LOS ANGELES, CA.-
The Los Angeles County Museum of Art
(LACMA) announce the acquisition of eight artworks through the museums 26th Annual Collectors Committee fundraiser. The event featured a weekend of curator-led art presentations, private dinners at trustee homes, and a gala dinner-including a live auction-where members vote on artworks to add to the museums permanent collection. This year, the eighty-three voting members raised more than $3 million-breaking records for the third year in a row. Prior to voting, Trustee Steve Tisch stepped forward and purchased Christian Marclays The Clock (2010) for the museum.
Over the course of the night, other individual donors purchased artworks for the museum as well: Donald Judds Prototype Desk (1978) was purchased for LACMA by Kelvin Davis in honor of his architect/artist brother, Paul Davis; an ancient Peruvian textile (1500-1600) was purchased by LACMA Trustee Camilla Chandler Frost; and an anonymous donor purchased the painted panel from Mexico (AD 1200-1400). This allowed the Collectors Committee to direct their funds towards Ai Weiweis Untitled (Divine Proportion) (2006), the Head of a Buddha from 1000-1050 AD Japan, Craig Kauffmans Untitled (1969), and three Spanish casta paintings by Juan Patricio Morlete Ruiz (1760).
Serving as a unique opportunity for patrons to have a direct hand in shaping LACMAs collection, Collectors Committee is the museums largest annual fundraiser and has played an essential role in acquiring significant works of art. Throughout its history, the event has made in excess of 177 acquisitions through generous donations surpassing $23 million.
Over the past twenty-six years the Collectors Committee has been responsible for the addition of many important works to LACMAs permanent collection, says LACMA CEO and Wallis Annenberg Director Michael Govan. The dedication and foresight of this fundraising group has enriched curatorial departments across the museum. This year was an especially successful effort; we acquired artworks ranging from ancient Latin America, to 1000 AD Japan, to contemporary art of Los Angeles.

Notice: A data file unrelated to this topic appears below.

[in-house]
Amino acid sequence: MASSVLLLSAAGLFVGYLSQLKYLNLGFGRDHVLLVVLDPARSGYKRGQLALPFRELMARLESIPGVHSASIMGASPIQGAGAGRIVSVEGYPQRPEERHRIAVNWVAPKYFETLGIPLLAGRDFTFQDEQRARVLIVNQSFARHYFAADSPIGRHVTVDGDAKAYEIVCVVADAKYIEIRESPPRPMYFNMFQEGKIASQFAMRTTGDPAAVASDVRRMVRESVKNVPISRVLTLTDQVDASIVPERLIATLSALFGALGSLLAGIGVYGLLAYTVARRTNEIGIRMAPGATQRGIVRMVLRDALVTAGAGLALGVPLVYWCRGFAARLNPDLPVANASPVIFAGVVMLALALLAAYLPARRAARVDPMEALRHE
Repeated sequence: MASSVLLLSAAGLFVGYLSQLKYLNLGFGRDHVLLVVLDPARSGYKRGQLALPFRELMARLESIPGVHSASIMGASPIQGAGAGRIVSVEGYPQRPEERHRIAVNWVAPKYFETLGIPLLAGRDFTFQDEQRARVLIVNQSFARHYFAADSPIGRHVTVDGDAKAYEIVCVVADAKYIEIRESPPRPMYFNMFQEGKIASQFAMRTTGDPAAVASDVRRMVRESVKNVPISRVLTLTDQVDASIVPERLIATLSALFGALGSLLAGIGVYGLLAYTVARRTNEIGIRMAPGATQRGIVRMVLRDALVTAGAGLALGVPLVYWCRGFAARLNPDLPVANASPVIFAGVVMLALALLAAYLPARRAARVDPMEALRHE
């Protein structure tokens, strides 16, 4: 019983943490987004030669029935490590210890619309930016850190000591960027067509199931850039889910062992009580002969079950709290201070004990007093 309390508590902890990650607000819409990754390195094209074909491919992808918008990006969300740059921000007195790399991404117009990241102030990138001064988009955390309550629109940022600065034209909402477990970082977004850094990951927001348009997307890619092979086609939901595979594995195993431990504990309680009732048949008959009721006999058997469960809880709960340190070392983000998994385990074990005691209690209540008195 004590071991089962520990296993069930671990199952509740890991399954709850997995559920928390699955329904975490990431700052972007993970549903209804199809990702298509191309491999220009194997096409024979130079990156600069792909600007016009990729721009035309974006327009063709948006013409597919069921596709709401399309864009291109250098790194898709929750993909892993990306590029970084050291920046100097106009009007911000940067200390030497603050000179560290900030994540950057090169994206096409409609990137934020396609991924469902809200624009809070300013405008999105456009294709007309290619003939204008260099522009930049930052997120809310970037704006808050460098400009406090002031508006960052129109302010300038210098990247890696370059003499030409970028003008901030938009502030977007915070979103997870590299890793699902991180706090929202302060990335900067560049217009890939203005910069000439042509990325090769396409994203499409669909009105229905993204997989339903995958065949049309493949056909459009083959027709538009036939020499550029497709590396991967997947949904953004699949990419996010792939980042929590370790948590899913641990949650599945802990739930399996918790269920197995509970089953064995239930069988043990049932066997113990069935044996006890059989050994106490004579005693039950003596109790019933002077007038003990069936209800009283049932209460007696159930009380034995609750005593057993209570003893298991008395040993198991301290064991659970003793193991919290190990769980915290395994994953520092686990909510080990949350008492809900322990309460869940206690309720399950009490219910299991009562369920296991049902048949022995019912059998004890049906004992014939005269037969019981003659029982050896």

Three years ago, LACMA Trustee and Collectors Committee Chair Ann Colgin brought an added dimension to the fundraiser, introducing the concept of dinners in the homes of fellow board members and featuring California chefs and vintners. We are most indebted to Ann, and to LACMA Trustee and Acquisitions Committee Chair Lynda Resnick for her ongoing championing of the museums growing collection.
Artworks that have been acquired through Collectors Committee include the following:
Christian Marclays The Clock (2010), a 24-hour single-channel montage constructed out of moments in cinema and television history depicting the passage of time.
Ai Weiweis spherical wooden structure, Untitled (Divine Proportion) (2006), carefully crafted using a tenon and mortise (nail-free joinery) technique.
The ancient and richly painted panel (AD 1200-1400), from the region bordering Oaxaca and Guerrero in Mexico, rare in its scale and elaborate imagery.
An ancient, wooden Heian-period Head of a Buddha-one of the finest sculptures of its age and size-from 1000-1050 AD Japan.
Craig Kauffmans Untitled (1969), part of the artists loop series (ten in total, each a different color), a painted-plastic hybrid between painting and sculpture.
Donald Judds seminal Prototype Desk (1978)-one of the few pieces the artist made himself-demonstrates the same philosophy about space, geometry, and proportion that characterizes his body of sculpture.
Three casta paintings from a series by Juan Patricio Morlete Ruiz, circa 1760, representing the process of racial mixing among Indians, Spaniards, and Africans in colonial Mexico: VII. From Spaniard and Morisca, Albino (De español y morisca, albino), IX. From Spaniard and Albino, Return Backwards (De español y albina, torna atrás), From Spaniard and Return Backwards Hold Yourself Suspended in Mid Air (De español y torna atrás, tente en el aire), circa 1760.
The intricately woven Peruvian textile, Hanging or Mantle (1500-1600), symbolic of universal order.